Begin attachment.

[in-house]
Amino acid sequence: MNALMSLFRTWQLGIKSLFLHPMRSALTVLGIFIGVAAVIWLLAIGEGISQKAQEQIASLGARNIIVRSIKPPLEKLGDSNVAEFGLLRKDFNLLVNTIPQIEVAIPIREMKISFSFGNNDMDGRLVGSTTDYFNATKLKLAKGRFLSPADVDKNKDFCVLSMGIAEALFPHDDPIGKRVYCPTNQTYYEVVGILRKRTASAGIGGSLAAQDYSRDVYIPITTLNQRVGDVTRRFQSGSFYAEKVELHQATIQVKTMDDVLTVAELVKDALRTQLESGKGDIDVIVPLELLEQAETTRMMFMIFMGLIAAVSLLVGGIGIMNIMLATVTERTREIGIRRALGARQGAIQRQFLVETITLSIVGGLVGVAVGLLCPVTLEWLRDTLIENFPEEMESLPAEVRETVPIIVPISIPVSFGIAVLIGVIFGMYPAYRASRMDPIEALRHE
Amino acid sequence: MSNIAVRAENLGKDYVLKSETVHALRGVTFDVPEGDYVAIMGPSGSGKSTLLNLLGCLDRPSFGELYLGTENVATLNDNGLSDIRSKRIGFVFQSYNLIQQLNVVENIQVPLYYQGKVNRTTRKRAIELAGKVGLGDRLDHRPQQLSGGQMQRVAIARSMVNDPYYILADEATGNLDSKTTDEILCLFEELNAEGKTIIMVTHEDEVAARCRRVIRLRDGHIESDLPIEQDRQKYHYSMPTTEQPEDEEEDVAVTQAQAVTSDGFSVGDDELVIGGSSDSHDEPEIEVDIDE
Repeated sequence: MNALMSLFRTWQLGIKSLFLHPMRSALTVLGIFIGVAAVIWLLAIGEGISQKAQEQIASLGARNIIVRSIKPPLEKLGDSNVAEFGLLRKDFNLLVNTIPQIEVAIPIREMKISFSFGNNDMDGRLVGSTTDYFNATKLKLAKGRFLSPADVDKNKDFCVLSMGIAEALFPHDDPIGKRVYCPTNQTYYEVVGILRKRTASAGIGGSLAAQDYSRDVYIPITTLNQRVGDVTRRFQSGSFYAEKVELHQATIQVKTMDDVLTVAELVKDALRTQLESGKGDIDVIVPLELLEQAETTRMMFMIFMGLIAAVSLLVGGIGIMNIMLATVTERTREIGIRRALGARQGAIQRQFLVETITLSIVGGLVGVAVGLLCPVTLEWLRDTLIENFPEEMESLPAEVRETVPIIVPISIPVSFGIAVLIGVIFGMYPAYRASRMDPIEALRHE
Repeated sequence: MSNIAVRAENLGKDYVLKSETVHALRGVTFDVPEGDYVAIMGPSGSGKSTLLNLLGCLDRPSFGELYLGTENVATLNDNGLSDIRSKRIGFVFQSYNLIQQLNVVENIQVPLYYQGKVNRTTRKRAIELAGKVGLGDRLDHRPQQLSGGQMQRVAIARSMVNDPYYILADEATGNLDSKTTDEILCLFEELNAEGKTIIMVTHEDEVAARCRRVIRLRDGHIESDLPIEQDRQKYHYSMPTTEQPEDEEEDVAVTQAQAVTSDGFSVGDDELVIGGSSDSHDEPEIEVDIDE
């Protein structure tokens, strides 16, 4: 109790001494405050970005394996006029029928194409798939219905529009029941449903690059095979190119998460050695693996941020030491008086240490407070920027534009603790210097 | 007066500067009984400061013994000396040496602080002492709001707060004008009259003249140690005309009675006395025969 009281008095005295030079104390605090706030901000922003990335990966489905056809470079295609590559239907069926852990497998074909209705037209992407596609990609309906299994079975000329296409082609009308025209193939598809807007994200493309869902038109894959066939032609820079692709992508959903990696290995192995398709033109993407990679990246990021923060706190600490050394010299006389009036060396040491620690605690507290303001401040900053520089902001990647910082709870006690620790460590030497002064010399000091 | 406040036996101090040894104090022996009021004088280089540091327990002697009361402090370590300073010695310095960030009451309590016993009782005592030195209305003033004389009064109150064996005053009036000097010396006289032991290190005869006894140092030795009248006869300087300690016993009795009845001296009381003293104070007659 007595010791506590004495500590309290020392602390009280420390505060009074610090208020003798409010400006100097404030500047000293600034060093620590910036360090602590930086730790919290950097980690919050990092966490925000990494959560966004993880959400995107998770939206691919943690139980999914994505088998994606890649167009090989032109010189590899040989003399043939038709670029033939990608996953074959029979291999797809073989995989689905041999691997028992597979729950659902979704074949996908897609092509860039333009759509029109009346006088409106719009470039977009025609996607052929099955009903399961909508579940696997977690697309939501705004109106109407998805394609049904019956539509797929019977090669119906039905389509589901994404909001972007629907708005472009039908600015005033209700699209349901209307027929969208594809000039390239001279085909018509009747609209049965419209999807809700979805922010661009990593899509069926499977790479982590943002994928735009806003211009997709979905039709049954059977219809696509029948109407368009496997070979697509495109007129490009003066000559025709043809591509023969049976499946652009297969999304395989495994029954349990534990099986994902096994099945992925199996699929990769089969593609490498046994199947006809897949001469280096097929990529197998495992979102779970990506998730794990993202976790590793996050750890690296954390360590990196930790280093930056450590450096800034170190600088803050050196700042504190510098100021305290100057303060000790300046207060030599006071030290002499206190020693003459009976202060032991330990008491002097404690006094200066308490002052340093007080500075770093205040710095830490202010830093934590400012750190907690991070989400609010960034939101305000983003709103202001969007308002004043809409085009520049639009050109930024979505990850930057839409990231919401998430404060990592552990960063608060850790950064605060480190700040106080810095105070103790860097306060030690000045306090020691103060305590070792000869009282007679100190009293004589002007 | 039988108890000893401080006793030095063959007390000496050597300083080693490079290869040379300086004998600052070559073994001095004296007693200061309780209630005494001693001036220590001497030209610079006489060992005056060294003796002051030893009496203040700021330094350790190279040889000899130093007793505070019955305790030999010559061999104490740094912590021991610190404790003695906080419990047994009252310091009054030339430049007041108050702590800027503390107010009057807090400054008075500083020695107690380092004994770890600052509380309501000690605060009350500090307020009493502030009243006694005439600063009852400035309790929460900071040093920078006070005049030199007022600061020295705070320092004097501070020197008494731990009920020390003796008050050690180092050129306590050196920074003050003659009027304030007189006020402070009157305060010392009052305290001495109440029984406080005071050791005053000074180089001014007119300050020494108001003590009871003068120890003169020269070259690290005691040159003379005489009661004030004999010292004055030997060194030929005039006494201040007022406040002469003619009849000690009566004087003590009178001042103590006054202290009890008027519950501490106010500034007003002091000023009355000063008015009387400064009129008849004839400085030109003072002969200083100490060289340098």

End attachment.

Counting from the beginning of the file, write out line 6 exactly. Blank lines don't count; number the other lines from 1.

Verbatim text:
């Protein structure tokens, strides 16, 4: 109790001494405050970005394996006029029928194409798939219905529009029941449903690059095979190119998460050695693996941020030491008086240490407070920027534009603790210097 | 007066500067009984400061013994000396040496602080002492709001707060004008009259003249140690005309009675006395025969 009281008095005295030079104390605090706030901000922003990335990966489905056809470079295609590559239907069926852990497998074909209705037209992407596609990609309906299994079975000329296409082609009308025209193939598809807007994200493309869902038109894959066939032609820079692709992508959903990696290995192995398709033109993407990679990246990021923060706190600490050394010299006389009036060396040491620690605690507290303001401040900053520089902001990647910082709870006690620790460590030497002064010399000091 | 406040036996101090040894104090022996009021004088280089540091327990002697009361402090370590300073010695310095960030009451309590016993009782005592030195209305003033004389009064109150064996005053009036000097010396006289032991290190005869006894140092030795009248006869300087300690016993009795009845001296009381003293104070007659 007595010791506590004495500590309290020392602390009280420390505060009074610090208020003798409010400006100097404030500047000293600034060093620590910036360090602590930086730790919290950097980690919050990092966490925000990494959560966004993880959400995107998770939206691919943690139980999914994505088998994606890649167009090989032109010189590899040989003399043939038709670029033939990608996953074959029979291999797809073989995989689905041999691997028992597979729950659902979704074949996908897609092509860039333009759509029109009346006088409106719009470039977009025609996607052929099955009903399961909508579940696997977690697309939501705004109106109407998805394609049904019956539509797929019977090669119906039905389509589901994404909001972007629907708005472009039908600015005033209700699209349901209307027929969208594809000039390239001279085909018509009747609209049965419209999807809700979805922010661009990593899509069926499977790479982590943002994928735009806003211009997709979905039709049954059977219809696509029948109407368009496997070979697509495109007129490009003066000559025709043809591509023969049976499946652009297969999304395989495994029954349990534990099986994902096994099945992925199996699929990769089969593609490498046994199947006809897949001469280096097929990529197998495992979102779970990506998730794990993202976790590793996050750890690296954390360590990196930790280093930056450590450096800034170190600088803050050196700042504190510098100021305290100057303060000790300046207060030599006071030290002499206190020693003459009976202060032991330990008491002097404690006094200066308490002052340093007080500075770093205040710095830490202010830093934590400012750190907690991070989400609010960034939101305000983003709103202001969007308002004043809409085009520049639009050109930024979505990850930057839409990231919401998430404060990592552990960063608060850790950064605060480190700040106080810095105070103790860097306060030690000045306090020691103060305590070792000869009282007679100190009293004589002007 | 039988108890000893401080006793030095063959007390000496050597300083080693490079290869040379300086004998600052070559073994001095004296007693200061309780209630005494001693001036220590001497030209610079006489060992005056060294003796002051030893009496203040700021330094350790190279040889000899130093007793505070019955305790030999010559061999104490740094912590021991610190404790003695906080419990047994009252310091009054030339430049007041108050702590800027503390107010009057807090400054008075500083020695107690380092004994770890600052509380309501000690605060009350500090307020009493502030009243006694005439600063009852400035309790929460900071040093920078006070005049030199007022600061020295705070320092004097501070020197008494731990009920020390003796008050050690180092050129306590050196920074003050003659009027304030007189006020402070009157305060010392009052305290001495109440029984406080005071050791005053000074180089001014007119300050020494108001003590009871003068120890003169020269070259690290005691040159003379005489009661004030004999010292004055030997060194030929005039006494201040007022406040002469003619009849000690009566004087003590009178001042103590006054202290009890008027519950501490106010500034007003002091000023009355000063008015009387400064009129008849004839400085030109003072002969200083100490060289340098």